The validation process is driven through the UserSecurity class and you can customize how this class is created an used. You can override this class to provide custom functionality and user validation as long as you maintain the public interface of the base class.
There a are a few new properties on the wwProcess class that provide for Authentication functionality:
cAuthenticationMode = "UserSecurity" * **Class used for UserSecurity style authentication cAuthenticationUserSecurityClass = "wwUserSecurity" * **A user object for the authenticated user - set when UserSecurity auth starts * **and accessible in user code. The oUser member holds user information oUserSecurity = null * **The name of the user that was authenticated after Authenticate() was * **called successfully cAuthenticatedUser = ""
You can specify the Authentication Mode (Basic, UserSecurity), the name of the authentication class if using UserSecurity (defaulting to the stock wwUserSecurity using a Fox UserSecurity table). After Authentication is successful the cAuthenticatedUser property is set to the user name and you can optionally access the oUserSecurity object including it's oUser member that contains the user details (username, password, name, admin flag etc.).
The idea is that you can customize the operation of Authentication on your custom Process class. You can override the class if necessary to use custom tables or even override the functional behavior. For example the WebLog sample does the following in its custom Process class:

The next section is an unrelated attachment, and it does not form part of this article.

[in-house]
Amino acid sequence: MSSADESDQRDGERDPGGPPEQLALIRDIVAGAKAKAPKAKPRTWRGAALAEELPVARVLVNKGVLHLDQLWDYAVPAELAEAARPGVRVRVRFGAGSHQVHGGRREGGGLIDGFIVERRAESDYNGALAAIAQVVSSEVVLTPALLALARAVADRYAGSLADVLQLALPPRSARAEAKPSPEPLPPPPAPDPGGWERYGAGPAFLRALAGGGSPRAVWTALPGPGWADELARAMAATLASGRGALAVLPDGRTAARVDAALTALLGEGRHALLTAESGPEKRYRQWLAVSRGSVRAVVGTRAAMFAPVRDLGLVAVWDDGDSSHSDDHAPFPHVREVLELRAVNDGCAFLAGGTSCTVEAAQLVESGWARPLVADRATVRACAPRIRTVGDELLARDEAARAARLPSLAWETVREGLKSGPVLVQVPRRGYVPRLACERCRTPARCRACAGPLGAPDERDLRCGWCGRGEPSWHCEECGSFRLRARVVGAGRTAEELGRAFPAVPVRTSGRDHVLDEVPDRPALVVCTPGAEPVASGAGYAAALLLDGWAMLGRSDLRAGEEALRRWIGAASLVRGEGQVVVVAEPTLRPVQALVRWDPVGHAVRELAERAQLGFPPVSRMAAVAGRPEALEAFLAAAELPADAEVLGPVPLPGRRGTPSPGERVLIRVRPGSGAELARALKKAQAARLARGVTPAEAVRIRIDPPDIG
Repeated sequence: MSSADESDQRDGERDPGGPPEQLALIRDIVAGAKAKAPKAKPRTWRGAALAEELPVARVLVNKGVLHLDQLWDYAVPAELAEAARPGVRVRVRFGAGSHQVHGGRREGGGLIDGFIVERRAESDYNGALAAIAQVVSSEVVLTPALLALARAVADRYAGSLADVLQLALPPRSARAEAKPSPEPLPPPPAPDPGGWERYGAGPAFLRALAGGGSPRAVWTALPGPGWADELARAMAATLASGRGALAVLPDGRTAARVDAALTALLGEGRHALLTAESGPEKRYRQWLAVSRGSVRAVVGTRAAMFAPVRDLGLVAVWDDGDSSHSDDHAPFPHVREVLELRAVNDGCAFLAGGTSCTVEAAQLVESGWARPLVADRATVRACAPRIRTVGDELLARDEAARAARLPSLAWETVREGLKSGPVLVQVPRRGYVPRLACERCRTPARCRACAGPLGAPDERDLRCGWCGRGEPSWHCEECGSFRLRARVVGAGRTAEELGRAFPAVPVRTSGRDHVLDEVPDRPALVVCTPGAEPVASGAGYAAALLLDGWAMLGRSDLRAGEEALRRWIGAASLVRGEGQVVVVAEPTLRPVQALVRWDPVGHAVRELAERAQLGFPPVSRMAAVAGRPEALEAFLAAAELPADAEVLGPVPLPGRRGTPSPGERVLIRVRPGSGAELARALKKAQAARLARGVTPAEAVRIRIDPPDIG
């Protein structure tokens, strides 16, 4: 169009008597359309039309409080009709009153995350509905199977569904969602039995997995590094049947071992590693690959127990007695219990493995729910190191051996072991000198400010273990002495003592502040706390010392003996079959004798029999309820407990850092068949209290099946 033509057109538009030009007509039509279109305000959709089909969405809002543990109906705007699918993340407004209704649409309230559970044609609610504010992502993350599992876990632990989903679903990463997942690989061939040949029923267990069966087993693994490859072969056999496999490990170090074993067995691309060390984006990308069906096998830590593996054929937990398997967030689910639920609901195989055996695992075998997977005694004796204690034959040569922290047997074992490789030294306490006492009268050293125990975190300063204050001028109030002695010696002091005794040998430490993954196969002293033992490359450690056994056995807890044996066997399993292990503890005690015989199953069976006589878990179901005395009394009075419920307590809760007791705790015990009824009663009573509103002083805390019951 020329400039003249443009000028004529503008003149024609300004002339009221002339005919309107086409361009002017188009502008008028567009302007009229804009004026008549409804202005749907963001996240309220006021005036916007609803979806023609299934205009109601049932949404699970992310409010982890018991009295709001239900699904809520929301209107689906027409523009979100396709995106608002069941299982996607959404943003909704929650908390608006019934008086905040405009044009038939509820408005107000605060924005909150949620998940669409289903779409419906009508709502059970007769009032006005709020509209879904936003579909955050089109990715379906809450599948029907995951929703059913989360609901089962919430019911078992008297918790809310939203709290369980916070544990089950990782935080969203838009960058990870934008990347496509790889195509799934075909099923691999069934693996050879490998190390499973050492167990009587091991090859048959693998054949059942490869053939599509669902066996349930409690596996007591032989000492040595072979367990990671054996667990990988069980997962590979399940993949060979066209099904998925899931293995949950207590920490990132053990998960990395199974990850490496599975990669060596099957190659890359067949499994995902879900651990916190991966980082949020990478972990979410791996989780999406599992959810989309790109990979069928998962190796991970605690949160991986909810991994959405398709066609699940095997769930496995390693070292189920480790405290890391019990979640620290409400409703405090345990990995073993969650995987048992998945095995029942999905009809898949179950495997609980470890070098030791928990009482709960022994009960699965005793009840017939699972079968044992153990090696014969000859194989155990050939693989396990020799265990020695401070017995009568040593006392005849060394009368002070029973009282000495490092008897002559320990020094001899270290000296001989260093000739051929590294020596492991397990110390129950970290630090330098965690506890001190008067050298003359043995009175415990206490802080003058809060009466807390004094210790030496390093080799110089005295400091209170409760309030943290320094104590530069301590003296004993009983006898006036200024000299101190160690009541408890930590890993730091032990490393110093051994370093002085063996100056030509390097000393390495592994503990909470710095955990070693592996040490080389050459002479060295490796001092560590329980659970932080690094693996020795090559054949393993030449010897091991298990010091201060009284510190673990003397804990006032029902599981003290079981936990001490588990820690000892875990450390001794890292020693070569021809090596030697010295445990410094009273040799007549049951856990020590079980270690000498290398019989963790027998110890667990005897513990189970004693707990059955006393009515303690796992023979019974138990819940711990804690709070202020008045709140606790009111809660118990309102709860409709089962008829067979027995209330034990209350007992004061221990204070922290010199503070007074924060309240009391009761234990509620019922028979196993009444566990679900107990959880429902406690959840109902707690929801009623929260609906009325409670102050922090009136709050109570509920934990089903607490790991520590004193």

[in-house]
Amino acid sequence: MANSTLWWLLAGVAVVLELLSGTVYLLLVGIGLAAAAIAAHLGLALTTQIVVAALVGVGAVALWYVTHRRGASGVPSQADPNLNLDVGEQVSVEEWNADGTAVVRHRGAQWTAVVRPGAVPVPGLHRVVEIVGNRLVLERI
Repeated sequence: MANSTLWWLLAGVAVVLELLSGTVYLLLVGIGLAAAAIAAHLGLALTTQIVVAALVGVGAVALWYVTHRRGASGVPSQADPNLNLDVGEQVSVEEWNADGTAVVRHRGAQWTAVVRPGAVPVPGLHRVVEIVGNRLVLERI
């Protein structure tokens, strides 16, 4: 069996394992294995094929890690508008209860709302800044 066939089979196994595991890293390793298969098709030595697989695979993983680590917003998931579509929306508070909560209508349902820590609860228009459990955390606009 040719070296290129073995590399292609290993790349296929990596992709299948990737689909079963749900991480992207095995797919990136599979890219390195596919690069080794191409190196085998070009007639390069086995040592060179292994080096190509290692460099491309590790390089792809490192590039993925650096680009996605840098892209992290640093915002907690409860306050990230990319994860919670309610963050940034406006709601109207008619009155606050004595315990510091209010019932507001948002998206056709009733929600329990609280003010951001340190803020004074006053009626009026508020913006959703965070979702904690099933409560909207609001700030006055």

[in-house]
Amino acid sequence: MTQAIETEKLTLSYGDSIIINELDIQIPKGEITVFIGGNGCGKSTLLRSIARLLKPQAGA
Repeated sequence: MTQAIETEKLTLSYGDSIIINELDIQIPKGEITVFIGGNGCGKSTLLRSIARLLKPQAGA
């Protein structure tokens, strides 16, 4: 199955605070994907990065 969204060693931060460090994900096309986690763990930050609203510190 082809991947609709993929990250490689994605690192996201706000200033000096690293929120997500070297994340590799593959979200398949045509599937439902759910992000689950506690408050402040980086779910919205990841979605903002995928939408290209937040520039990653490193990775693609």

DEFINE CLASS WebLogProcess AS wwProcess EnableSessionState = .T. * **Custom Properties oBlogConfig = null nBlogId = 1 && for now * **Stock Property Overrides cAuthenticationUserSecurityClass = "WebLogUserSecurity" cAuthenticationMode = "UserSecurity" ENDDEFINE DEFINE CLASS WebLogUserSecurity AS wwUserSecurity OF wwUserSecurity.prg cAlias = "WebLogUserSecurity" cFilename = "Weblog\data\WeblogUserSecurity" ENDDEFINE
Once set up like this any calls the wwProcess::Authenticate automatically use these new settings.
To use the Process in Web Control Pages is very easy as well. Remember that the Process class is always available as an instance variable Process. So you can do the following in the Page_Load for example:
FUNCTION OnLoad() IF !Process.Authenticate() RETURN ENDIF this.lblMessage.Text = Process.cAuthenticatedUser + " " + ; Process.oUserSecurity.oUser.Fullname ENDFUNC
You can easily override the user security class by creating your own class that inherits from user security and overrides relevant methods such as Authenticate. You can point it at custom tables and fields and generally change the default behavior. Or you can just subclass point at different files and uses as is.
wwProcess::OnAuthenticateUser This method is an easy way to hook up custom authentication when the cAuthenticationMode="UserSecurity". Basically the UI login feature calls the OnAuthenticateUser() method with a username and password parameter and you can choose how to perform the lookup. This method is the simplest way to hook up custom security if all you need to do is perform authentication.
When subclassing this method successful login attempts should set the Web Connection security session variable by invoking this code: